Using the rolling pin, transfer your dough layer onto the cookie sheet pan, and then carefully cut all around the edge of the pan with a small knife, so you are left with almost a perfect rectangular layer of dough. (save that extra dough!)
Bake it for 10 to 15 minutes. You are looking for a barely visible darkening of the edges. Barely.
Here comes the tricky part. You need to designate the space where you will pile up your cake layers and you need something like a big butcher board to weigh it down until they are completely cool (best over night). Bring your first baked layer here and smack the pan on the surface, it will release it so it slides off easily. Cover the layer with the board and put the next rolled out dough layer on the cookie sheet, cut around and bake. It goes pretty quick, because while one is baking, you are rolling out the dough for the next one.
When they are all done, hopefully you will have seven good cake layers to work with once the filling is done. It is crucial that they are completely cooled before even thinking of spreading the filling on them.



400 grams of sugar, 2 cups
1 liter of milk, 4 1/4 cups
about 130 grams of corn starch (1 cup),  but you might need a bit more if you think your filling isn't thickening enough.
330 grams of butter, 3 sticks, room temperature.

Since your cake layers need to cool of completely, I recommend making this filling one you are done with them, or even the next day. It makes everything seem much easier to tell you the truth.
Put the sugar and 4 cups of milk into the pan and cook on medium heat. Take you remaining 1/4 of milk and mix it with the corn starch and add it to the milk and sugar once it gets to the soft boil stage. Lower the heat and constantly mixing cook it until it thickens. (It will thicken quite a bit more once cooled, too). Then remove from the heat, transfer into the bowl and continue to mix while it's cooling down. Maybe get your kids to help with this, your arms will get tired 🙂
It also needs to be fully cooled off before adding the butter.
When you are ready, mix the butter until soft and creamy and then add the butter bit by bit into the cream while mixing it, its easiest if you do this in your stand up mixer.
This is your filling and don't eat it all before it gets on the cake. It's yummy!

To finish the cake, place the first cake layer on a board or a cookie sheet and take about 5 spoonfuls of filling that you will carefully spread all over. It needs to be pretty much the same thickness as the cake layer is so you will have to eyeball it. Put the next cake layer on and repeat adding the filling and do this until the last cake layer is on. Now, put the board you were weighing the cake layers with back on the top, and leave it for at least five hours, or best over night.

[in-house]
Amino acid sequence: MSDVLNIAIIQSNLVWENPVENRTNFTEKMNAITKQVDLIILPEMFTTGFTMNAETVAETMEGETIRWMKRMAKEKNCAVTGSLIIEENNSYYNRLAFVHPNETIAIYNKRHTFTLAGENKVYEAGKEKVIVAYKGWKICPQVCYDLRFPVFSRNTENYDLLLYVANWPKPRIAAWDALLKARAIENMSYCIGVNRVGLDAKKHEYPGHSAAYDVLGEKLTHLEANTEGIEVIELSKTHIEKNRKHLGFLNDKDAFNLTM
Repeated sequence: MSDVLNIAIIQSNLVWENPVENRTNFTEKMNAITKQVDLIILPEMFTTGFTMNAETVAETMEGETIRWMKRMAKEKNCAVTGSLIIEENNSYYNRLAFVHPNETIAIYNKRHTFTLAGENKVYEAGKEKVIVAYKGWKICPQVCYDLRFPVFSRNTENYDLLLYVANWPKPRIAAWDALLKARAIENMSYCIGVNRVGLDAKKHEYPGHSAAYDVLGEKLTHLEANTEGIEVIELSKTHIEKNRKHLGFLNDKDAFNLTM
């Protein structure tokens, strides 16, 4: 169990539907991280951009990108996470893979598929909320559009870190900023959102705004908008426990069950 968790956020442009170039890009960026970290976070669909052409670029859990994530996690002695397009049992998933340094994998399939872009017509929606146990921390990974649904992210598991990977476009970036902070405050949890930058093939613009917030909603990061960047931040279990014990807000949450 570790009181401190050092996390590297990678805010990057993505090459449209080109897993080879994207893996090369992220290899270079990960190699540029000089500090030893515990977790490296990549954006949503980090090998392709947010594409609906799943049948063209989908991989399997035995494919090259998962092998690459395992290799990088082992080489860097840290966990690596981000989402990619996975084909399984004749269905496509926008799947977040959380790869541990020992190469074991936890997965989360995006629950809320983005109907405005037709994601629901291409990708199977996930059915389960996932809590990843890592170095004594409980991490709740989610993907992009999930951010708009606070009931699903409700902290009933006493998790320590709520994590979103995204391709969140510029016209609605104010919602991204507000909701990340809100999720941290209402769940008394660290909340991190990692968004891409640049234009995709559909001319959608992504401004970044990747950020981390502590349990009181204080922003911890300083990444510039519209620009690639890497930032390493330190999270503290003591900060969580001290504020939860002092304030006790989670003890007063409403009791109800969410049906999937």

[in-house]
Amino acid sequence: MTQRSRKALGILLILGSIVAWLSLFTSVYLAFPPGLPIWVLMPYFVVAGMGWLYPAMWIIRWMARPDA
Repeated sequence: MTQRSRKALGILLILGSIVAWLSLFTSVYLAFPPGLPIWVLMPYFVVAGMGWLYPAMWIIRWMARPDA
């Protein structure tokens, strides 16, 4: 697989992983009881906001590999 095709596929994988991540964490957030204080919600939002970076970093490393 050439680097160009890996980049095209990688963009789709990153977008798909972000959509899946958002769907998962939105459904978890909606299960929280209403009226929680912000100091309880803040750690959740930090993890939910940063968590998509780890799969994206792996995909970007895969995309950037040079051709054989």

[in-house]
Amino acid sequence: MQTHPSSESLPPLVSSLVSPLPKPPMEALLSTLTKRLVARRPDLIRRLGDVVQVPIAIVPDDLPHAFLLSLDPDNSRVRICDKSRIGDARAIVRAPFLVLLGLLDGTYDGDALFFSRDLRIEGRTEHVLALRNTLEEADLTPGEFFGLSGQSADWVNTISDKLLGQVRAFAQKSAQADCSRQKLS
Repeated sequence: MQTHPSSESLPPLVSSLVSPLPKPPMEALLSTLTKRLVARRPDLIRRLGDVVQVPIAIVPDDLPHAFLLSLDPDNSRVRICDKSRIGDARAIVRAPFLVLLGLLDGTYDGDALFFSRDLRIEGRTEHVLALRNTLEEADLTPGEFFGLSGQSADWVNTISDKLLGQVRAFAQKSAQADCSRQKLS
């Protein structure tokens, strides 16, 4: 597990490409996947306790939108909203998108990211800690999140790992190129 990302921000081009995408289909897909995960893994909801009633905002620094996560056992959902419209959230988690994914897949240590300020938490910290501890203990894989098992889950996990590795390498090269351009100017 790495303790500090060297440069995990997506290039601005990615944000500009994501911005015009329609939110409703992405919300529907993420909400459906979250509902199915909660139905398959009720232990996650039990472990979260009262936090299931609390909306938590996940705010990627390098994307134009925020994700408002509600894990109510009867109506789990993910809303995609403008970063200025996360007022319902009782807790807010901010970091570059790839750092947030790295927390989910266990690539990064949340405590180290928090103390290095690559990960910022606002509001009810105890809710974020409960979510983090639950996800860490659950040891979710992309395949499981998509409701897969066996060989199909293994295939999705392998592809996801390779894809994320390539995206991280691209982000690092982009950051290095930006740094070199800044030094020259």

You can finish it with just powdered sugar, or if you want, with a white chocolate glaze.

Cut very thinly the rims of the cake to remove any imperfections, before cutting the whole cake in about two by two (or little smaller)  inch cubes.

It sounds like quite a bit of work, all written down, and lots can go wrong...but practice makes perfect, and I plan to practice a lot. This is such a lovely cake and I can't wait to make my own, perhaps with chocolate next time.

Thank you Teta Ljiljana!

10 thoughts on “Croatian Bijela Pita or Madjarica”

  1. Hello, I just stumbled upon your blog 🙂 I'm from Zagreb, actually Karlovac, I'm so glad to see our Mađarica in the English world 🙂 This reminds me of honey pie-medena pita. The cake looks perfect, with all that thin layers of dough and filling

  2. Hvala, ja sam iz Zagreba, preselila sam se u Utah prije devet godina!
    Kolac je savrsen, Teta Ljiljana ga je super napravila, ja sam danas probala i dok su mi kore super ispale, krema nije. Moram ponovo :)))
    A medena pita mi je negdje na listi, jedan od najdrazih kolaca!

  3. I didn't catch this comment until just now, I'm sorry.
    I had to take a break, I missed blogging but I was having a hard time trying to eat simple and healthy and also cooking and blogging yummy foods…I have a better handle on it now so I might start posting again and see how it goes. I did miss it tons though! Breskvice are a calorie BOMB so I might wait a while and make them as a big treat for the holidays, they are definitely my favorite small cakes/cookies you can find on Croatian holiday or wedding platter.

  4. I just saw this on Pinterest. We have a yearly picnic where everyone brings a dish representing their ancestral heritage. I think I might try to make this. I do have a question, when stacking the cake layers during baking you say to weigh it down with a board. How do you keep the layers from sticking together?
    Thank you, Tina